How about you? Have you experienced a miracle? A big one that knocked your socks off? Small ones that no one else might count, that wouldn’t get you canonized or even in the local news, but a miracle none the less? Have you experienced something you could not have planned, predicted or pulled together no matter how hard you tried; yet somehow, there it was, the perfect moment just waiting for you?
The rest of the quote from The First Phone Call in Heaven reads, “But now and then, a miracle is declared to the world. And when that happens, things change.”
What if we shared our miracles? Not for bragging rights, because there’s nothing to take credit for, because we are so clearly not behind the miracles. But to be grateful. To say thanks to God who dropped them in our laps—little nuggets, that made things easier, happier, less complicated. Big reliefs and life changes and burdens lifted that overwhelmed us with gratitude. What if we shared these big and small miracles? What if we also paid attention, and took note of the miracles occurring in the lives of our friends and family?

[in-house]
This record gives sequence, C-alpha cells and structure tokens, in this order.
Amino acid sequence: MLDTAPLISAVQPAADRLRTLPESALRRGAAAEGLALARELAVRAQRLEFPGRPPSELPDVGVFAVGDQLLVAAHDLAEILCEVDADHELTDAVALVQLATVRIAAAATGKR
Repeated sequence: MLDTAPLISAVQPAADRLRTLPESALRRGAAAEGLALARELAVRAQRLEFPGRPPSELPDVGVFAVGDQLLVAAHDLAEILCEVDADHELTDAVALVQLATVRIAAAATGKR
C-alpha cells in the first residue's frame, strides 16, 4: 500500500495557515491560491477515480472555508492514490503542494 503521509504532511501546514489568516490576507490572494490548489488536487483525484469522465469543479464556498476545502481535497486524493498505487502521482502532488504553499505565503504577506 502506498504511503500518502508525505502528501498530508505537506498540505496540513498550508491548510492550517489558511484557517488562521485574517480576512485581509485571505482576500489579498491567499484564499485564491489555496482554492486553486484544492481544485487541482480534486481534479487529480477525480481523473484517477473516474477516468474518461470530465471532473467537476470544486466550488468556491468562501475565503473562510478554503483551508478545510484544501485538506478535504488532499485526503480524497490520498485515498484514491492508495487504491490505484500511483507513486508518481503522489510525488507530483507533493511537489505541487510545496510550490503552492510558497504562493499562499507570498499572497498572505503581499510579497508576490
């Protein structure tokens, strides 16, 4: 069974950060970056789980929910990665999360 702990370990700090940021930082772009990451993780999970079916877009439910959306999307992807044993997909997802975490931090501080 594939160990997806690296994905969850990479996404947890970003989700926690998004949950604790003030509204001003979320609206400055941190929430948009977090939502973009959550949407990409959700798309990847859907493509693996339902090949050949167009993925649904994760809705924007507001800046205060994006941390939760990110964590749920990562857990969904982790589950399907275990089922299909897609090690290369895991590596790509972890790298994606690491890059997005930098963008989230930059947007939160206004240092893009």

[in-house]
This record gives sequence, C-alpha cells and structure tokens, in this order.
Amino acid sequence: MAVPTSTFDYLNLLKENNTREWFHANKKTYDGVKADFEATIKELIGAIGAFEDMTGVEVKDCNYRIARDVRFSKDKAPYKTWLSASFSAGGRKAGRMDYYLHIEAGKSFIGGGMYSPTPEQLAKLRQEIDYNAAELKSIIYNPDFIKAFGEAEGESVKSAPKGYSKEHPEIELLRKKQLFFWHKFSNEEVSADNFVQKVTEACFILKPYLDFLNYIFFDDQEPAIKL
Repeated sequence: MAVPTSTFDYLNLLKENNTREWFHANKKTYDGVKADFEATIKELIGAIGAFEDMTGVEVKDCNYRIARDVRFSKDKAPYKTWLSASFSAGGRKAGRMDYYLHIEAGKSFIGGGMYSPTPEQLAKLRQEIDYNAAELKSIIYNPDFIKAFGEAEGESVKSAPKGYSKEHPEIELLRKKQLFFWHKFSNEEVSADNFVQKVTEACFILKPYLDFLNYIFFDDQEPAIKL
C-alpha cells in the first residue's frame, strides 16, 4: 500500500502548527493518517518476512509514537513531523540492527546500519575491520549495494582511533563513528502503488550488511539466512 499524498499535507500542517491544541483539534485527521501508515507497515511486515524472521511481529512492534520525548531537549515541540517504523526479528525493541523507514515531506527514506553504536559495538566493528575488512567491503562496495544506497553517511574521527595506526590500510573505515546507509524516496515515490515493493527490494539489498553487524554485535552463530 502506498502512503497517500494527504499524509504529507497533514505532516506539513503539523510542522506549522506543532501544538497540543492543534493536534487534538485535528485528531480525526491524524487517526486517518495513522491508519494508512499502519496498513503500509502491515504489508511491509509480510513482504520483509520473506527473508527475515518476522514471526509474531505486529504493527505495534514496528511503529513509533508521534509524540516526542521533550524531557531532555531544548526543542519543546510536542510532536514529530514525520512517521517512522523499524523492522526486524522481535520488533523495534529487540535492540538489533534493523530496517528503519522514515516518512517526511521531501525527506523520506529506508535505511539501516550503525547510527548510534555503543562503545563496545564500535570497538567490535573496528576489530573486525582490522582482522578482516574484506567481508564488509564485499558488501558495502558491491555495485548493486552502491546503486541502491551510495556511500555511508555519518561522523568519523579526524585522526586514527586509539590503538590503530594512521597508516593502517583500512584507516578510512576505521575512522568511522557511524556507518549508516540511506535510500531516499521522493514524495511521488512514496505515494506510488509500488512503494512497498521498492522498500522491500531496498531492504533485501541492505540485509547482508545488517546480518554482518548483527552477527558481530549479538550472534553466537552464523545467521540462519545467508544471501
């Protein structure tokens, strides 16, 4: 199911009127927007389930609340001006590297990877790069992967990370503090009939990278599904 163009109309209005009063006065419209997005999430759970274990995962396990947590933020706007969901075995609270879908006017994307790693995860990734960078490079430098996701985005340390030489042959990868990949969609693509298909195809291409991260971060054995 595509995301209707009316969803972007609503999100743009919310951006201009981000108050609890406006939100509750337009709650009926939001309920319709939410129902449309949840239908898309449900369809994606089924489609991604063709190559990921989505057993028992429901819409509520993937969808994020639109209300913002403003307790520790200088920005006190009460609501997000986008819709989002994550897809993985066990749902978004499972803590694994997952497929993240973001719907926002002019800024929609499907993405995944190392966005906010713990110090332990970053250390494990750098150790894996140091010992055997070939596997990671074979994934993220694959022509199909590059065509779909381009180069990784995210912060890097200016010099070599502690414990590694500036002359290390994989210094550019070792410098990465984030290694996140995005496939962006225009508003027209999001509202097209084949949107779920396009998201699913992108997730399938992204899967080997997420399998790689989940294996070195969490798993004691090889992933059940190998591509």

What if by declaring our miracles to the world we really could make a change? We could help each other be more appreciate, live more in wonder, acknowledge more often that God is actively working in all of our lives on a daily basis. We could give Him not only credit, but also praise for doing so. Would we live a little less nervous, a little less anxious, knowing our God is alive and well and on our side? Would we sleep better, fret less, hug more freely? I’m guessing yes. Share with someone a miracle you’ve experienced today, and let’s see what kind of change we can make.
What miracles big or small have you experienced? I’d love to hear.